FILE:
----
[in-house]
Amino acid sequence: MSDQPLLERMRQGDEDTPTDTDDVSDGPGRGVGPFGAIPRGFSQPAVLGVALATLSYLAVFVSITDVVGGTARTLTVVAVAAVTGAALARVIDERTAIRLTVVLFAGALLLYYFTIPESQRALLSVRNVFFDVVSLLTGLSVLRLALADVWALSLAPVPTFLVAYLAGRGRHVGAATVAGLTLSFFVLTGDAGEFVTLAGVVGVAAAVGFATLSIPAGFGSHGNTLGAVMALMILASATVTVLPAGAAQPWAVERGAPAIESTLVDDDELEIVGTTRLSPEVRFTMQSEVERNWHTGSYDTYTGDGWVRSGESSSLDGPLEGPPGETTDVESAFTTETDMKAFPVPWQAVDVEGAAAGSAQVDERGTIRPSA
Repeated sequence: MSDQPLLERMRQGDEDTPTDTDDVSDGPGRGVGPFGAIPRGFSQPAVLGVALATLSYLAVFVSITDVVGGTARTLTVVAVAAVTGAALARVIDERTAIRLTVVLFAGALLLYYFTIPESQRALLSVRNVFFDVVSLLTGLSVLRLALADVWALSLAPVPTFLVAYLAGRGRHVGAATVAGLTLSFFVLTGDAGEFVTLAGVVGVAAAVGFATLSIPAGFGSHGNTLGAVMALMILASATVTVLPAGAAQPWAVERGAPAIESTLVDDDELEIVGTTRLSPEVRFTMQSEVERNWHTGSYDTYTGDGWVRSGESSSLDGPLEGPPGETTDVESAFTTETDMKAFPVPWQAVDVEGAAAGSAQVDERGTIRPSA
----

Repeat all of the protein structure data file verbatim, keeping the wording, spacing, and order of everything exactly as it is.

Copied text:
[in-house]
Amino acid sequence: MSDQPLLERMRQGDEDTPTDTDDVSDGPGRGVGPFGAIPRGFSQPAVLGVALATLSYLAVFVSITDVVGGTARTLTVVAVAAVTGAALARVIDERTAIRLTVVLFAGALLLYYFTIPESQRALLSVRNVFFDVVSLLTGLSVLRLALADVWALSLAPVPTFLVAYLAGRGRHVGAATVAGLTLSFFVLTGDAGEFVTLAGVVGVAAAVGFATLSIPAGFGSHGNTLGAVMALMILASATVTVLPAGAAQPWAVERGAPAIESTLVDDDELEIVGTTRLSPEVRFTMQSEVERNWHTGSYDTYTGDGWVRSGESSSLDGPLEGPPGETTDVESAFTTETDMKAFPVPWQAVDVEGAAAGSAQVDERGTIRPSA
Repeated sequence: MSDQPLLERMRQGDEDTPTDTDDVSDGPGRGVGPFGAIPRGFSQPAVLGVALATLSYLAVFVSITDVVGGTARTLTVVAVAAVTGAALARVIDERTAIRLTVVLFAGALLLYYFTIPESQRALLSVRNVFFDVVSLLTGLSVLRLALADVWALSLAPVPTFLVAYLAGRGRHVGAATVAGLTLSFFVLTGDAGEFVTLAGVVGVAAAVGFATLSIPAGFGSHGNTLGAVMALMILASATVTVLPAGAAQPWAVERGAPAIESTLVDDDELEIVGTTRLSPEVRFTMQSEVERNWHTGSYDTYTGDGWVRSGESSSLDGPLEGPPGETTDVESAFTTETDMKAFPVPWQAVDVEGAAAGSAQVDERGTIRPSA